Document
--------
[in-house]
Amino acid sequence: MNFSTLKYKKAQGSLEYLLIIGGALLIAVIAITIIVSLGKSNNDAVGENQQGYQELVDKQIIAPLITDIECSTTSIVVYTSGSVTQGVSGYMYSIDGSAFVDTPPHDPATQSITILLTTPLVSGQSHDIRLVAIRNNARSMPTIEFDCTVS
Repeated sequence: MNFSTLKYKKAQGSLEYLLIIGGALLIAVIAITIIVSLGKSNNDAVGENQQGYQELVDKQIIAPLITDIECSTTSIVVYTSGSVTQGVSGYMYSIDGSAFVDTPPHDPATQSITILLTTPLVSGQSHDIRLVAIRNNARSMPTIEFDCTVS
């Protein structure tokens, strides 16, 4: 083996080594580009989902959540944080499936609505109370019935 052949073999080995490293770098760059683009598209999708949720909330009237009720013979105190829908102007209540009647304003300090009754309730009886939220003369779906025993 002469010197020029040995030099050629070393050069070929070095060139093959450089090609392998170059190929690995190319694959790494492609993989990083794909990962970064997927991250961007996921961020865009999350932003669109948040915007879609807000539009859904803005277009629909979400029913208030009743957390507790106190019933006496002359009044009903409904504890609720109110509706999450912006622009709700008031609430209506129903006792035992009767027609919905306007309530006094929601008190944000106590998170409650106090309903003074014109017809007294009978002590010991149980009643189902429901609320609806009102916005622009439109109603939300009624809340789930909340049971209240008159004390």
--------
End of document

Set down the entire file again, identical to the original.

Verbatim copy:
[in-house]
Amino acid sequence: MNFSTLKYKKAQGSLEYLLIIGGALLIAVIAITIIVSLGKSNNDAVGENQQGYQELVDKQIIAPLITDIECSTTSIVVYTSGSVTQGVSGYMYSIDGSAFVDTPPHDPATQSITILLTTPLVSGQSHDIRLVAIRNNARSMPTIEFDCTVS
Repeated sequence: MNFSTLKYKKAQGSLEYLLIIGGALLIAVIAITIIVSLGKSNNDAVGENQQGYQELVDKQIIAPLITDIECSTTSIVVYTSGSVTQGVSGYMYSIDGSAFVDTPPHDPATQSITILLTTPLVSGQSHDIRLVAIRNNARSMPTIEFDCTVS
């Protein structure tokens, strides 16, 4: 083996080594580009989902959540944080499936609505109370019935 052949073999080995490293770098760059683009598209999708949720909330009237009720013979105190829908102007209540009647304003300090009754309730009886939220003369779906025993 002469010197020029040995030099050629070393050069070929070095060139093959450089090609392998170059190929690995190319694959790494492609993989990083794909990962970064997927991250961007996921961020865009999350932003669109948040915007879609807000539009859904803005277009629909979400029913208030009743957390507790106190019933006496002359009044009903409904504890609720109110509706999450912006622009709700008031609430209506129903006792035992009767027609919905306007309530006094929601008190944000106590998170409650106090309903003074014109017809007294009978002590010991149980009643189902429901609320609806009102916005622009439109109603939300009624809340789930909340049971209240008159004390």